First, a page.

n) Petitioner thus prays that in the interest of justice and in light of the submissions above made, the impugned order dated 03.12.2022 be quashed and the default bail granted to the Respondents be cancelled.
19. Non applicability of the judgements cited by the respondents:
a) It has been vehemently argued by the Ld. SPP for CBI that the judgements relied upon by the respondents above, do not apply to the present case. It has been contended that none of the judgments relied upon by the respondents are of the nature wherein the investigation in the case was complete.
b) Ld. SPP submits that in Aslam Babalal Desai (supra) it has been reaffirmed by the Hon’ble Supreme Court that an accused is not entitled to bail once chargesheet is filed within the mandatory period. In the said case, the statutory bail granted was subsequently cancelled after the chargesheet was filed. It was held that investigation should be completed within the mandatory period. The aspect of completion of investigation or what was complete chargesheet was not discussed in the said judgement. The said judgement does not help the respondents in the instant case in any manner. It is submitted that in the present case chargesheet was filed within the mandatory period, thus as narrated above, the test for grant of bail can only be considered upon merits and not under the provision of section 167(2) Cr.P.C.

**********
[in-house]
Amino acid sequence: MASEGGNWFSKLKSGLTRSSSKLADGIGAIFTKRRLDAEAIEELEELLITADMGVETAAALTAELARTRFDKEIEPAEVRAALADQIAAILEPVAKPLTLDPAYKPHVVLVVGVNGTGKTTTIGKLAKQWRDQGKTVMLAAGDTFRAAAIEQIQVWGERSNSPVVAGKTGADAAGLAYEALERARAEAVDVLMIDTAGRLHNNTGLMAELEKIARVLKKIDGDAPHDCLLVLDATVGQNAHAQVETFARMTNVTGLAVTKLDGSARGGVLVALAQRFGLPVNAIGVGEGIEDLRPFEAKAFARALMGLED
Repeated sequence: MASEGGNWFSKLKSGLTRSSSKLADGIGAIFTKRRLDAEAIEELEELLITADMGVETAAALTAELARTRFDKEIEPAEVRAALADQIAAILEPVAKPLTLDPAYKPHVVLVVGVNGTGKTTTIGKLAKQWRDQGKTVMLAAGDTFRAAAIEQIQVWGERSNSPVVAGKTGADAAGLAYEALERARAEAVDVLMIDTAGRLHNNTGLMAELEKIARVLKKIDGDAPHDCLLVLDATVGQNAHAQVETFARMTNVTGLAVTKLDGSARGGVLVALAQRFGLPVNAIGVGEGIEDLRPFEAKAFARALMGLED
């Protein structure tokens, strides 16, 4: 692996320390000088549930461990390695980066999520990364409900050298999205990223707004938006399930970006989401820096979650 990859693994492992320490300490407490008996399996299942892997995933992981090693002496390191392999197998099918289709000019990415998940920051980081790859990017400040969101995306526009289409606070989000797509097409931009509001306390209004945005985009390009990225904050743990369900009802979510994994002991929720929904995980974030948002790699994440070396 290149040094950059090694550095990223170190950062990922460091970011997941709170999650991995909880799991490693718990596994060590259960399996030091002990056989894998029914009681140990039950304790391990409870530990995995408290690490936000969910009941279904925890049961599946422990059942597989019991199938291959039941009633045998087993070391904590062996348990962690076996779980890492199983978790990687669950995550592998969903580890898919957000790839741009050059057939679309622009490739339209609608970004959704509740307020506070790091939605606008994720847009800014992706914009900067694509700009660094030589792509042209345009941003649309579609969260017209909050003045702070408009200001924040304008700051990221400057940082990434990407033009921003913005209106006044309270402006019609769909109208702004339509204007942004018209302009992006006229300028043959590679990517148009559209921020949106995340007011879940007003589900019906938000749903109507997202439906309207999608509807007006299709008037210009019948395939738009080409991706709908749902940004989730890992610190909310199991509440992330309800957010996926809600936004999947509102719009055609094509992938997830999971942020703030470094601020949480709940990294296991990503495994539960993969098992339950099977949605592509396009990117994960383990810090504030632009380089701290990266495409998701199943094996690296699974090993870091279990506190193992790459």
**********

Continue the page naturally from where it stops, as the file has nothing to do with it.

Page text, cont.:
c) Ld. SPP for CBI further submits that in Vinay Tyagi (supra) the issue of statutory bail was not involved, on the contrary, the issue was after completion of investigation and filing of chargesheet by the police, the investigation by CBI was ordered.
d) In Judgebir Singh @ Jasbir (supra) it had been reiterated by the Hon’ble Supreme Court that once investigation is concluded within the mandatory period no right would accrue to the accused to be released on bail u/s 167(2) Cr.P.C. It was further observed that filing of documents is directory and further investigation was not precluded. It was also held that investigating agency can place documents on the record even later. It was further held that report u/s 173 Cr.P.C. is an intimation to the Magistrate and the said report purports to be an opinion of the investigating officer. The said report is complete if is accompanied with all the documents and statements and nothing more is required to be mentioned in the said report. Ld. SPP contends that the said judgement in fact goes in favour of the Petitioner CBI. In the said case, the Hon‟ble Supreme Court has also referred to Suresh Bikamchand Jain (supra) to reiterate that filing of chargesheet is sufficient compliance with the provisions of Section 167 Cr.P.C. and once chargesheet has been filed within the stipulated time the question of grant of statutory bail does not arise.
e) Ld. SPP for CBI submits that further in Enforcement Directorate v Kapil Wadhawan (supra) the issue was with respect to whether the date of remand is to be included or excluded for considering a claim for default bail u/s 167(2) Cr.P.C. when computing the 60/90 days period. It has be submitted that in fact even in the said case it was held that Section 173(2) Cr.P.C. prescribes for filing of final report which empowers the Court to take cognizance and Section 173 (8) Cr.P.C. allows further investigation.